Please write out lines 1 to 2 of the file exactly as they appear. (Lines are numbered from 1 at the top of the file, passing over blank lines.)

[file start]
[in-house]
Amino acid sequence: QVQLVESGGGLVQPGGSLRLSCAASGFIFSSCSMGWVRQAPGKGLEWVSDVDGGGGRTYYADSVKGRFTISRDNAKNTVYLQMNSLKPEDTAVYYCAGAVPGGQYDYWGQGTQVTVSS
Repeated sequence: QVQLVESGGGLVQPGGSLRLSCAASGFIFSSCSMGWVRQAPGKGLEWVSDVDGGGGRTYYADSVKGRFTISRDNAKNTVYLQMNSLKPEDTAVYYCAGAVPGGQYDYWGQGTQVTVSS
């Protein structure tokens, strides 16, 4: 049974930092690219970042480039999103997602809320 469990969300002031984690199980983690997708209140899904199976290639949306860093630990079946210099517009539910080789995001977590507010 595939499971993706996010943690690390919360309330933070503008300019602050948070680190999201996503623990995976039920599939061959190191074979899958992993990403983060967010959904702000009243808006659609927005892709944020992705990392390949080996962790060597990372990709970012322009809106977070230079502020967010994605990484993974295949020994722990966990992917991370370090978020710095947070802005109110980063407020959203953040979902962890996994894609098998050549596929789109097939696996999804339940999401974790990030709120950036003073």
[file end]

[in-house]
Amino acid sequence: QVQLVESGGGLVQPGGSLRLSCAASGFIFSSCSMGWVRQAPGKGLEWVSDVDGGGGRTYYADSVKGRFTISRDNAKNTVYLQMNSLKPEDTAVYYCAGAVPGGQYDYWGQGTQVTVSS